During an ever-evolving era, when having a state-of-the-art facility is not only important but necessary, the 110,000-square-foot McKay Center has become the Trojans' wild card, leaving some recruits wide-eyed.
"There's iPads in the lockers," offensive line commit Nico Falah said, grinning. "It's top-notch."
The unofficial visit is no longer just a brief meet-and-greet, but a serious pitch. Being a guest at one of USC's patented practices have been an integral part of unofficial visits, with recruits often left astonished at the intensity level and tempo of it all.
"We got to see all the receivers and their practices are pretty live," Mitchell said. "That's what I like about it."
USC has made good use of unofficial visits, and that only figures to improve with the emergence of the McKay Center.
Added importance at Penn State
STATE COLLEGE, Pa. -- Unofficial visits have taken on a whole new level of importance at Penn State.
Recruits no longer have to reflect on just academics, playing time and the coaching staff. They have to look at the sanctions -- and look past any stain this program might have.
The Nittany Lions' staff has to overcome this handicap some way, and unofficial visits are one way it can combat that.
The staff wants prospects to look at the team as a family, so it wants those potential players to feel right at home. On unofficial visits, recruits are treated like part of the team. They watch practice, attend team meetings and chat with coaches. The sooner they feel like part of the team, the sooner they might commit to be part of that team.
"Recruiting's about relationships," coach Bill O'Brien said recently. "It's about making sure there's a trusting relationship between ourself and the person we're recruiting. It's about fit."
Four-star tight end Adam Breneman (Camp Hill, Pa./Cedar Cliff) wasn't certain about heading to Happy Valley until speaking with O'Brien face-to-face. He said he's traveled to Penn State "double-digit" times on unofficial visits, and he's already taken on a leadership role by broadcasting his love of Penn State through the media and on his Twitter account.
"It just helps get more comfortable with things," Breneman told ESPN about the visits.
Penn State will have an uphill climb for at least the next six years when it comes to reeling in prospects. So, if a recruit wants to come to Penn State on an unofficial visit, the Lions likely won't turn him away.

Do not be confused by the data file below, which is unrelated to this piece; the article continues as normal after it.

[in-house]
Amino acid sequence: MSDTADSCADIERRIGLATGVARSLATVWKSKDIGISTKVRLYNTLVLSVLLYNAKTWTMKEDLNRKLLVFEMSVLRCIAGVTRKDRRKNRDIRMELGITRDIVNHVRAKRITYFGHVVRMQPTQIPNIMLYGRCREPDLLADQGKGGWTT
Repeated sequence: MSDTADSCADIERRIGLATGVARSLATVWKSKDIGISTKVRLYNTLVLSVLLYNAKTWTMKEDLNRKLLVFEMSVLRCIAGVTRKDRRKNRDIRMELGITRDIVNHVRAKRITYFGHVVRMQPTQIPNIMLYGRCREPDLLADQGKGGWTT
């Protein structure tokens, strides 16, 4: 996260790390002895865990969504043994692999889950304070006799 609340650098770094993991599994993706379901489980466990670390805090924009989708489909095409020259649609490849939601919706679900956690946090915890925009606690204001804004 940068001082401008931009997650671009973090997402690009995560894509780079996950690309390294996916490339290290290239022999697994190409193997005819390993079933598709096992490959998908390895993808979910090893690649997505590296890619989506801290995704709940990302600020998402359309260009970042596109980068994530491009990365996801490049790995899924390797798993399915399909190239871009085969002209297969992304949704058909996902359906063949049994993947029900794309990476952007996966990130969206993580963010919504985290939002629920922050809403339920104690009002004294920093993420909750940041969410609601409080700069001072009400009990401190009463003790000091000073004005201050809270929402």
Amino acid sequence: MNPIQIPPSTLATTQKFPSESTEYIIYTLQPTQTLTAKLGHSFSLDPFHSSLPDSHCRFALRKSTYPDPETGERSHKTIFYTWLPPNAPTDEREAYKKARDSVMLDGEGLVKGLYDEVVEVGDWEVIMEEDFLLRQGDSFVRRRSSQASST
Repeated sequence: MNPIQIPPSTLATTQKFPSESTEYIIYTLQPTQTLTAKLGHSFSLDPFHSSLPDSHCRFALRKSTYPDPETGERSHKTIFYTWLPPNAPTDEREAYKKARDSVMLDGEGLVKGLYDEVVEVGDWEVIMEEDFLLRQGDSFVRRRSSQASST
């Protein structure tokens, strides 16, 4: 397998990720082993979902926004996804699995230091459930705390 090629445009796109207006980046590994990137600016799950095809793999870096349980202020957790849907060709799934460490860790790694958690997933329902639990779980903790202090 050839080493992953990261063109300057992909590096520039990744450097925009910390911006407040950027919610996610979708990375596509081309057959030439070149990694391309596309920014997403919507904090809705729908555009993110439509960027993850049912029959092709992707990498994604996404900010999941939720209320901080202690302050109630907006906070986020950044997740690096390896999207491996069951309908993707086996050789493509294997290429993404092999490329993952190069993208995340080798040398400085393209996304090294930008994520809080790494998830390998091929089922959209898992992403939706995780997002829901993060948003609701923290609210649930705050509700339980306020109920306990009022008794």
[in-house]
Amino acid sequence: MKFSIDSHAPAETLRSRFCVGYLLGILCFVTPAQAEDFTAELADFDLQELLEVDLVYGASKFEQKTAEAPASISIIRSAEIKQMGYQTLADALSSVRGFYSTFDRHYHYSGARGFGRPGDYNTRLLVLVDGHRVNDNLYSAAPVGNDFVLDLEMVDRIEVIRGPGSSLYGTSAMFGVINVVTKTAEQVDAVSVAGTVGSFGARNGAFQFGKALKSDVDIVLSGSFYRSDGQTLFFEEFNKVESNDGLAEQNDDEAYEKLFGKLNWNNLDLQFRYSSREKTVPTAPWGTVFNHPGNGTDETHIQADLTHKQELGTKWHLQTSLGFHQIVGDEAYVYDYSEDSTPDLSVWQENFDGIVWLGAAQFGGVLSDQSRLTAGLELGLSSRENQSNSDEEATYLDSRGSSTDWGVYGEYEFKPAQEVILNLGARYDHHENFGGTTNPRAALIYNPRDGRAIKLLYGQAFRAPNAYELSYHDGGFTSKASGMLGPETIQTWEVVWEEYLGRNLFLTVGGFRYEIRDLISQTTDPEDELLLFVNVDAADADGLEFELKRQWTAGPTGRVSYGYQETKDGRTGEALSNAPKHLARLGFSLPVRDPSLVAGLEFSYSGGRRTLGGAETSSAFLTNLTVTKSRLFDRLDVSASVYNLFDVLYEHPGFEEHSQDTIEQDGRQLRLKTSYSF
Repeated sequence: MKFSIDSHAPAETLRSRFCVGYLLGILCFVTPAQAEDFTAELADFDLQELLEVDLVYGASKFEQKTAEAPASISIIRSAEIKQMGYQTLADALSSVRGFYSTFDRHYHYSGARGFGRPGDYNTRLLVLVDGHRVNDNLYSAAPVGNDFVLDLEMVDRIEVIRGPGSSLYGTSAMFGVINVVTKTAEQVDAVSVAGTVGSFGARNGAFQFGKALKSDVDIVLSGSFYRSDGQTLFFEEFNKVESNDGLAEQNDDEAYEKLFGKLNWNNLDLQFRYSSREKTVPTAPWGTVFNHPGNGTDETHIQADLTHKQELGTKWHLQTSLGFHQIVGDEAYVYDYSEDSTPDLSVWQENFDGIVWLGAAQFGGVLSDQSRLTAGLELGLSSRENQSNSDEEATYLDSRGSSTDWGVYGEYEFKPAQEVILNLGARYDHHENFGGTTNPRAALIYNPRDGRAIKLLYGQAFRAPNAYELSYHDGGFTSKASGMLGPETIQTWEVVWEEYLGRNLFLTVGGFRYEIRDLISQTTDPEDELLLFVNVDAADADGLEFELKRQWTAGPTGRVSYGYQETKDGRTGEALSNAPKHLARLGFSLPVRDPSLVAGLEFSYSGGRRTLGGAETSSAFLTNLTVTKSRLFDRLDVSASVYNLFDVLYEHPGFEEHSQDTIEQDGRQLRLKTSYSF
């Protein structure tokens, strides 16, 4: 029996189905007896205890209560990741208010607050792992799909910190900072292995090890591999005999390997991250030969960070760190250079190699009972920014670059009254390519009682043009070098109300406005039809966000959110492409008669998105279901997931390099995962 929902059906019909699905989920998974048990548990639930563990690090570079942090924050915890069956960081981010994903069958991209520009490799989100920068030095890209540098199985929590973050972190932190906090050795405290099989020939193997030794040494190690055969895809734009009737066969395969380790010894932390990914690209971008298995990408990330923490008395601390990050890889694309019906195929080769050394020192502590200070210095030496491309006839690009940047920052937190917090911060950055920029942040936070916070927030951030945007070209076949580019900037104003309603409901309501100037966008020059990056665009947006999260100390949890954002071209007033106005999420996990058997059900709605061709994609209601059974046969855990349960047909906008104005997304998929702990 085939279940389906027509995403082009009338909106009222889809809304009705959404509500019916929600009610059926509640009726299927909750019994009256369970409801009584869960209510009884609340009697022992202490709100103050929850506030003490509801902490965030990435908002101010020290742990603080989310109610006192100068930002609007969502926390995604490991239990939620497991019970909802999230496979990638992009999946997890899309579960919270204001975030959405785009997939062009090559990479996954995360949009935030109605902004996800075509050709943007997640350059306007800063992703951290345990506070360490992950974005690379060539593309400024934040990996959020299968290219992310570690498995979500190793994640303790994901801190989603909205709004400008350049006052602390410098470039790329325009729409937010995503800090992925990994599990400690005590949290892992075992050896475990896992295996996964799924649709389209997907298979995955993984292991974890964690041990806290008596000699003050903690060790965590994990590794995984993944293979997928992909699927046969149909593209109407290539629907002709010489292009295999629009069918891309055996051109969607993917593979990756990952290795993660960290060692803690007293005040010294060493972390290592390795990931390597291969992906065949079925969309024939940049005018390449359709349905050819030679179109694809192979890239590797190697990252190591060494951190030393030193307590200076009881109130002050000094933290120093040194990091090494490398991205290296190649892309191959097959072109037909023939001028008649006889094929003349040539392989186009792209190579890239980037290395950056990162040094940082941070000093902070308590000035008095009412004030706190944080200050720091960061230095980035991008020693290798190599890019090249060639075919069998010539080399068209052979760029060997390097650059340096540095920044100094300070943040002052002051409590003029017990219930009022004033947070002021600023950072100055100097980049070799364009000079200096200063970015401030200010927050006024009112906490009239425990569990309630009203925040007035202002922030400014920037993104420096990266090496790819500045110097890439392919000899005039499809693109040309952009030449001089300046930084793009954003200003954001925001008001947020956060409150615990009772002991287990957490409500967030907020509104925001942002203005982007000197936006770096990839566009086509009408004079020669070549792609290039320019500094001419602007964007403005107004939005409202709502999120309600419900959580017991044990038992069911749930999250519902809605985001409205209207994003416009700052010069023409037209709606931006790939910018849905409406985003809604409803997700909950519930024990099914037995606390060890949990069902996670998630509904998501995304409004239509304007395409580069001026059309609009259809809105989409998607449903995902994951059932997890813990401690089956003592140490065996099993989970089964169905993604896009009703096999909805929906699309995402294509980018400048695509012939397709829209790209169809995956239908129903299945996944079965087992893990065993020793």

"I've been there three times," said three-star linebacker Brandon Bell (Mays Landing, N.J./Oakcrest). "And it got better each time."
That's exactly what Penn State's counting on.
Official vs. Unofficial
By Max Olson, HornsNation
The NCAA addresses official and unofficial visits in bylaws 13.6 and 13.7 of the Division I Manual. Here's a look at the significant differences between the two types of campus visits.
• Five official visits permitted. Each school may only receive one.
• Visit can't be taken until opening day of classes in senior year of high school.
• Football program permitted maximum of 56 official visits.
• Official visit can't exceed 48 hours starting when recruit arrives on campus.
• Transportation, lodging, meals, entertainment expenses for recruit and parent or legal guardian paid for by school.
• Test score, high school transcript and NCAA eligibility center verification required before visit.
• Recruits are permitted unlimited visits at their own expense.
• Can be taken at any time of the year except during dead periods.
• No limits to length of visit.
• School may not provide or pay for transportation to and from campus.
• No permissible entertainment except three passes to a home game.
• No test scores, transcript or eligibility center verification required.
Florida: The key to it all
By Derek Tyson, GatorNation
GAINESVILLE, Fla. -- Some colleges emphasize the importance of receiving official visits from prospects they are recruiting, but for the University of Florida, nothing is more important than getting prospects on campus for unofficial visits.
Just how important are unofficial visits to the Gators? Consider that 17 of Florida's 20 2013 verbal commitments committed to the Gators within a week of unofficially visiting the school.
For the full story, check out GatorNation.
FSU: Noles know what they mean
By Corey Dowlar, NoleNation
TALLAHASSEE, Fla. -- The Seminoles' coaching staff is known to be personable, and so is head coach Jimbo Fisher. That evidence may lie in the top-five recruiting classes they've landed recently according to ESPN's rankings.
Because the NCAA restricts head coaches from going out on the road, save for their one allotted in-home visit down the stretch, these unofficials give Fisher a rare chance to make an impression on a face-to-face basis. And it gives him a chance to see if he will make an offer or not, he has said before.
In this new, sped-up atmosphere of recruiting that FSU lives in, unofficial visits and getting their top targets on campus could be arguably the most important facet of the process.
For the full story, check out NoleNation.
Georgia: Coaches keeping busy
By Radi Nabulsi, DawgNation
ATHENS, Ga. -- With slightly less than six months to go until national signing day, the University of Georgia has 26 verbal commitments for the 2013 class. By next week the Bulldogs could be looking at 30. Of course, not one of those committed players has taken an official visit to Georgia -- but all have been to Athens, Ga., at some point during their recruitment. Georgia's director of recruiting and assistant head coach Rodney Garner knows the value of those unofficial visits.